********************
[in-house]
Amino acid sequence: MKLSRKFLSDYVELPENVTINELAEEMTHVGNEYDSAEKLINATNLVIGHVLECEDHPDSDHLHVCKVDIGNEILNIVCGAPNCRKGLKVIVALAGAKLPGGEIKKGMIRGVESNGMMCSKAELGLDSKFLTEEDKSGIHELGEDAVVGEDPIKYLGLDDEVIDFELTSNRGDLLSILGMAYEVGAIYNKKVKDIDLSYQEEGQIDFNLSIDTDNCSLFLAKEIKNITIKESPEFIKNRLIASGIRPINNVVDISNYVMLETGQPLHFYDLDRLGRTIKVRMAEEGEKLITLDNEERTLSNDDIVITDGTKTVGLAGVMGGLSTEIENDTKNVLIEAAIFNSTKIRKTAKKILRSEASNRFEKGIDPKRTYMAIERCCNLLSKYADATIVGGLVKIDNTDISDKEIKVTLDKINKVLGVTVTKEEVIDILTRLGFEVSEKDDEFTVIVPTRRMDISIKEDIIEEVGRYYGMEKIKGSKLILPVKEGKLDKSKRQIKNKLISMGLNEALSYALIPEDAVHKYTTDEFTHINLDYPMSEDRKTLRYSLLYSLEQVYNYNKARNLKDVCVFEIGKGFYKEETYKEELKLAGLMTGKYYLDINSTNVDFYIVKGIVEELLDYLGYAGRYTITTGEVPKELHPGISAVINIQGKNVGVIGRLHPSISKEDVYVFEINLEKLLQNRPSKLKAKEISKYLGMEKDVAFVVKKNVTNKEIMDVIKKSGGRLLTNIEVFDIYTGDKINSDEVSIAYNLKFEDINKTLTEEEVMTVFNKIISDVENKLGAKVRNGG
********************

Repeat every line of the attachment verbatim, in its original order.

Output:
[in-house]
Amino acid sequence: MKLSRKFLSDYVELPENVTINELAEEMTHVGNEYDSAEKLINATNLVIGHVLECEDHPDSDHLHVCKVDIGNEILNIVCGAPNCRKGLKVIVALAGAKLPGGEIKKGMIRGVESNGMMCSKAELGLDSKFLTEEDKSGIHELGEDAVVGEDPIKYLGLDDEVIDFELTSNRGDLLSILGMAYEVGAIYNKKVKDIDLSYQEEGQIDFNLSIDTDNCSLFLAKEIKNITIKESPEFIKNRLIASGIRPINNVVDISNYVMLETGQPLHFYDLDRLGRTIKVRMAEEGEKLITLDNEERTLSNDDIVITDGTKTVGLAGVMGGLSTEIENDTKNVLIEAAIFNSTKIRKTAKKILRSEASNRFEKGIDPKRTYMAIERCCNLLSKYADATIVGGLVKIDNTDISDKEIKVTLDKINKVLGVTVTKEEVIDILTRLGFEVSEKDDEFTVIVPTRRMDISIKEDIIEEVGRYYGMEKIKGSKLILPVKEGKLDKSKRQIKNKLISMGLNEALSYALIPEDAVHKYTTDEFTHINLDYPMSEDRKTLRYSLLYSLEQVYNYNKARNLKDVCVFEIGKGFYKEETYKEELKLAGLMTGKYYLDINSTNVDFYIVKGIVEELLDYLGYAGRYTITTGEVPKELHPGISAVINIQGKNVGVIGRLHPSISKEDVYVFEINLEKLLQNRPSKLKAKEISKYLGMEKDVAFVVKKNVTNKEIMDVIKKSGGRLLTNIEVFDIYTGDKINSDEVSIAYNLKFEDINKTLTEEEVMTVFNKIISDVENKLGAKVRNGG